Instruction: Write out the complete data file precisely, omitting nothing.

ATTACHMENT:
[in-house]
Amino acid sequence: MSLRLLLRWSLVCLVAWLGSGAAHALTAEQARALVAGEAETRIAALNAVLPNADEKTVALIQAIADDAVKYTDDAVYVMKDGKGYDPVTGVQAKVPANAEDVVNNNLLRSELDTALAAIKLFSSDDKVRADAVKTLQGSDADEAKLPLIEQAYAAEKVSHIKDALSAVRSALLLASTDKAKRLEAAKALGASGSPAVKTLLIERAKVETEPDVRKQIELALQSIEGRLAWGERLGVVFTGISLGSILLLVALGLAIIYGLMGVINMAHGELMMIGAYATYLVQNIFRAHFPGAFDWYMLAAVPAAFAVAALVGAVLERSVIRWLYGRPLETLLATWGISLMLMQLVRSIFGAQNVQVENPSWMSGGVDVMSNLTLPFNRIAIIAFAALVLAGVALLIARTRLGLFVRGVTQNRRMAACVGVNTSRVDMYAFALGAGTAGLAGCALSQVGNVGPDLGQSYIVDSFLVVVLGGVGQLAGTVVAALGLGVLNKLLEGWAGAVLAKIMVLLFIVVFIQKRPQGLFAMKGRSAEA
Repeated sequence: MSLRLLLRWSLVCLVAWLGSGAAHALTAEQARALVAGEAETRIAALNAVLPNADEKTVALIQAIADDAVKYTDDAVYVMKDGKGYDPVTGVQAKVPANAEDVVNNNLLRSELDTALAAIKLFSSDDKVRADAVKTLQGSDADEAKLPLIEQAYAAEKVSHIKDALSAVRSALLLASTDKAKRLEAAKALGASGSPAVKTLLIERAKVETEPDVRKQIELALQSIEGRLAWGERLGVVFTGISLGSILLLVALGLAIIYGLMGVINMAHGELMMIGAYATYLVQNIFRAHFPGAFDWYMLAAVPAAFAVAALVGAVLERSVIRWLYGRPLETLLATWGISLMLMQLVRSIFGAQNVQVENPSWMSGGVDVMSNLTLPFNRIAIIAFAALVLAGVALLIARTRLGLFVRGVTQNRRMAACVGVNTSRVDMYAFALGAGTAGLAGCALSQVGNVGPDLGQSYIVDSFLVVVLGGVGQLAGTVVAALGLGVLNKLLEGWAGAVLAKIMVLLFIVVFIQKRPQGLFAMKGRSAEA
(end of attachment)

[in-house]
Amino acid sequence: MSLRLLLRWSLVCLVAWLGSGAAHALTAEQARALVAGEAETRIAALNAVLPNADEKTVALIQAIADDAVKYTDDAVYVMKDGKGYDPVTGVQAKVPANAEDVVNNNLLRSELDTALAAIKLFSSDDKVRADAVKTLQGSDADEAKLPLIEQAYAAEKVSHIKDALSAVRSALLLASTDKAKRLEAAKALGASGSPAVKTLLIERAKVETEPDVRKQIELALQSIEGRLAWGERLGVVFTGISLGSILLLVALGLAIIYGLMGVINMAHGELMMIGAYATYLVQNIFRAHFPGAFDWYMLAAVPAAFAVAALVGAVLERSVIRWLYGRPLETLLATWGISLMLMQLVRSIFGAQNVQVENPSWMSGGVDVMSNLTLPFNRIAIIAFAALVLAGVALLIARTRLGLFVRGVTQNRRMAACVGVNTSRVDMYAFALGAGTAGLAGCALSQVGNVGPDLGQSYIVDSFLVVVLGGVGQLAGTVVAALGLGVLNKLLEGWAGAVLAKIMVLLFIVVFIQKRPQGLFAMKGRSAEA
Repeated sequence: MSLRLLLRWSLVCLVAWLGSGAAHALTAEQARALVAGEAETRIAALNAVLPNADEKTVALIQAIADDAVKYTDDAVYVMKDGKGYDPVTGVQAKVPANAEDVVNNNLLRSELDTALAAIKLFSSDDKVRADAVKTLQGSDADEAKLPLIEQAYAAEKVSHIKDALSAVRSALLLASTDKAKRLEAAKALGASGSPAVKTLLIERAKVETEPDVRKQIELALQSIEGRLAWGERLGVVFTGISLGSILLLVALGLAIIYGLMGVINMAHGELMMIGAYATYLVQNIFRAHFPGAFDWYMLAAVPAAFAVAALVGAVLERSVIRWLYGRPLETLLATWGISLMLMQLVRSIFGAQNVQVENPSWMSGGVDVMSNLTLPFNRIAIIAFAALVLAGVALLIARTRLGLFVRGVTQNRRMAACVGVNTSRVDMYAFALGAGTAGLAGCALSQVGNVGPDLGQSYIVDSFLVVVLGGVGQLAGTVVAALGLGVLNKLLEGWAGAVLAKIMVLLFIVVFIQKRPQGLFAMKGRSAEA